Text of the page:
In Other News

The Brexit back and forth between the U.K. and EU continues. With each passing day, the U.K. government seems to adopt a different tone on whether or not it will trigger Article 16 of the Northern Ireland Protocol—the Brexit agreement’s so-called nuclear option for getting out of the protocol in an emergency—and risk collapse of the post-Brexit free trade deal it struck with the EU. Some days are full of bellicose threats, while others are dedicated to soft diplomacy. Tuesday appeared to be more of the latter, as U.K. Brexit Minister David Frost told Irish media that the British government accepts that the Brexit divorce deal it signed obliges London to conduct “reasonable” customs checks between Northern Ireland and the rest of the U.K. That’s something Prime Minister Boris Johnson himself has yet to publicly admit, and it’s a position that the Democratic Unionists in Northern Ireland actively oppose. But Frost said such checks should only be conducted on goods heading onward to the Republic of Ireland, not those destined for Northern Ireland. The question now is how to determine which goods are headed where. Meanwhile, the European Commission is keeping its retaliation package on ice—but ready to be launched in the event the U.K. triggers Article 16.

New lockdowns are imposed in Western Europe. Last week, the Netherlands announced the first new lockdown in Western Europe since the continent launched its massive vaccination drive earlier this year, ordering nightclubs, bars and restaurants to close at 8 p.m. for at least the next three weeks. Austria has also put a lockdown in force, but only for the unvaccinated, who will have to stay at home. Slovakia has followed with the Austrian model. The new restrictions come amid surging case rates in Western Europe. Case rates in Eastern Europe, where vaccination uptake is drastically lower than in the continent’s west, have already been surging for two months, and several countries including Romania and Latvia have already been in lockdown for weeks. Bulgaria currently has the highest COVID-19 death rate in the world. German Chancellor Angela Merkel warned yesterday that Germany’s “number of daily new infections is higher than ever before.” Federal and state officials there are meeting today to discuss the possibility of introducing new restrictions.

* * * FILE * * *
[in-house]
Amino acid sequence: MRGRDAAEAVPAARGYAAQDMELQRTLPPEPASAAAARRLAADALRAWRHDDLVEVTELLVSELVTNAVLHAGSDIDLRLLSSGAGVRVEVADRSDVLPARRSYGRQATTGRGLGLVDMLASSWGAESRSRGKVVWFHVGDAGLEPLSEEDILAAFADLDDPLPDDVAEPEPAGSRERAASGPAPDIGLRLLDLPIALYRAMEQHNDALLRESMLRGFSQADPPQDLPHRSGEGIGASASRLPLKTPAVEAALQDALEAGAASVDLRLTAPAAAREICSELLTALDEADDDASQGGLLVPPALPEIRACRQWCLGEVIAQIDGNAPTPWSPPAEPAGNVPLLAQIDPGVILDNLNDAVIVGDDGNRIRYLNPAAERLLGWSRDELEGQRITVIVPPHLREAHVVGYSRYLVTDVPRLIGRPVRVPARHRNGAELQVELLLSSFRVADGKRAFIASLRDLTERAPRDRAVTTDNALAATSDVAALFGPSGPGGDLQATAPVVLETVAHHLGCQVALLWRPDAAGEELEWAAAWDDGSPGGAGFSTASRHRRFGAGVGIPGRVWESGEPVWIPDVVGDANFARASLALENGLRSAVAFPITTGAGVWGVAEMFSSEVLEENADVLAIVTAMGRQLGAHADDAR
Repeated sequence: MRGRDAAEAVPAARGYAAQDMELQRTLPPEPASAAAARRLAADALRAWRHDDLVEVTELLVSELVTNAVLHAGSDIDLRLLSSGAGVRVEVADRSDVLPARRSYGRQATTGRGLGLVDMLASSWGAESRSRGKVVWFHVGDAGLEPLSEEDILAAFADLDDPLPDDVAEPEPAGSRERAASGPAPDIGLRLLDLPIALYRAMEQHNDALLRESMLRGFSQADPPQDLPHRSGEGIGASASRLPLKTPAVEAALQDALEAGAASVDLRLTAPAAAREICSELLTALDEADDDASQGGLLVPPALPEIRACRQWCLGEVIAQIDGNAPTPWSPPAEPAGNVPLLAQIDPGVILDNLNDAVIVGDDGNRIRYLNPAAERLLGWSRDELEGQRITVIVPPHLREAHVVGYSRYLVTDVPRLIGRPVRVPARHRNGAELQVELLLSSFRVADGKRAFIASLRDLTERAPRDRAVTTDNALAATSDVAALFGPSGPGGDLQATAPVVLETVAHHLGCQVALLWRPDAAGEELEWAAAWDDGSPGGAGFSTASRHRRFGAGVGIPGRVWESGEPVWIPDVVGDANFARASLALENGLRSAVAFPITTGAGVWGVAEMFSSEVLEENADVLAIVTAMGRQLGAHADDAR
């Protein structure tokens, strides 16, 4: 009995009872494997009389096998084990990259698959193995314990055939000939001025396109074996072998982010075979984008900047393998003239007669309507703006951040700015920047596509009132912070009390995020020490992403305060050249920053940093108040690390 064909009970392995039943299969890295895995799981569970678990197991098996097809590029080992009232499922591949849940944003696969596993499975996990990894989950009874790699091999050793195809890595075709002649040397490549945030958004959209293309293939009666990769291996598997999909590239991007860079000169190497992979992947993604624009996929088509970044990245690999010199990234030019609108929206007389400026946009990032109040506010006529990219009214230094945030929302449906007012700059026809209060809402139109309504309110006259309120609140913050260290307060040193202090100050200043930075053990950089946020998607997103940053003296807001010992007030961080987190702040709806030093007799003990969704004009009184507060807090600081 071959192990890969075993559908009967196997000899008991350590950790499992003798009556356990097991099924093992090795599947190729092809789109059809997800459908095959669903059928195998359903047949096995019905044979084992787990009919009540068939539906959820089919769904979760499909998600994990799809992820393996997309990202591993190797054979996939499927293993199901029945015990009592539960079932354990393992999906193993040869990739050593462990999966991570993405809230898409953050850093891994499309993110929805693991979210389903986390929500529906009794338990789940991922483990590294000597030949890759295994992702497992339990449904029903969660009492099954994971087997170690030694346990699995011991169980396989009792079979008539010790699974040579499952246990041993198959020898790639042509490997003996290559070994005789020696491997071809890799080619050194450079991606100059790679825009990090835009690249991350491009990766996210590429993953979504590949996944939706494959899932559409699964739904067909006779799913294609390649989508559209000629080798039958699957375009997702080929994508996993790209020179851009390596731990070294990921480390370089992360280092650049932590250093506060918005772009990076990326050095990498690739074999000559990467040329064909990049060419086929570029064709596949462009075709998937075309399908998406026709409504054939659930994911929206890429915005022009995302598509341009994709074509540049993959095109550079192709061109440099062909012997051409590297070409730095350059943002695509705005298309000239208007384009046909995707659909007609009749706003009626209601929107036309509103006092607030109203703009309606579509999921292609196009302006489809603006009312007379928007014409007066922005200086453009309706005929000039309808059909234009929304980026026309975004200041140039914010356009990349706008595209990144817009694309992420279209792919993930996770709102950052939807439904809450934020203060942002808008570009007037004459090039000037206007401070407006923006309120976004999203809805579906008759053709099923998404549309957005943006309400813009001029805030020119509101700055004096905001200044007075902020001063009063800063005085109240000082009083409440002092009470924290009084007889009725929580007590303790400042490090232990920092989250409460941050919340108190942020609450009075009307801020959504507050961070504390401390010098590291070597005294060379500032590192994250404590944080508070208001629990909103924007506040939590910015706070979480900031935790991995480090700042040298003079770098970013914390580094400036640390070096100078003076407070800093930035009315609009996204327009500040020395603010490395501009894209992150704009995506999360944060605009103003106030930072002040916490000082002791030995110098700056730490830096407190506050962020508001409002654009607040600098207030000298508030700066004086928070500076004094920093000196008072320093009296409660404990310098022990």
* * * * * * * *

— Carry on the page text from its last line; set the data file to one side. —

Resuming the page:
That the Netherlands became the first country in Western Europe to force vaccinated people into a partial lockdown has come as a surprise to many observers, given the country’s libertarian tendencies. Those have been on display throughout the pandemic, as the government has consistently imposed less severe restrictions compared to its neighbors. There was speculation that Belgium, which has caseloads far worse than the Netherlands, would follow suit. But yesterday Belgian authorities announced they will not be shutting down nightlife—yet. Instead, they will extend the country’s mask mandate to bars and restaurants, which had been exempt from requiring masks since Oct. 15 in light of the vaccination certification required to enter them. People in nightclubs in Belgium will now have to wear facemasks until January at the earliest. Nightclubs that don’t want to force patrons to wear a mask do have one option: They can require a negative test at the door, in addition to proof of full vaccination.

Dave Keating is an American-European journalist who has been based in Brussels for 12 years. Originally from the New York City area, he has in the past covered the halls of Congress in Washington, the courtrooms of Chicago, the boardrooms of London, the cafes of Paris and the climate campaigns of Berlin.

SAKHRI Mohamed
SAKHRI Mohamed

I hold a Bachelor's degree in Political Science and International Relations in addition to a Master's degree in International Security Studies. Alongside this, I have a passion for web development. During my studies, I acquired a strong understanding of fundamental political concepts and theories in international relations, security studies, and strategic studies.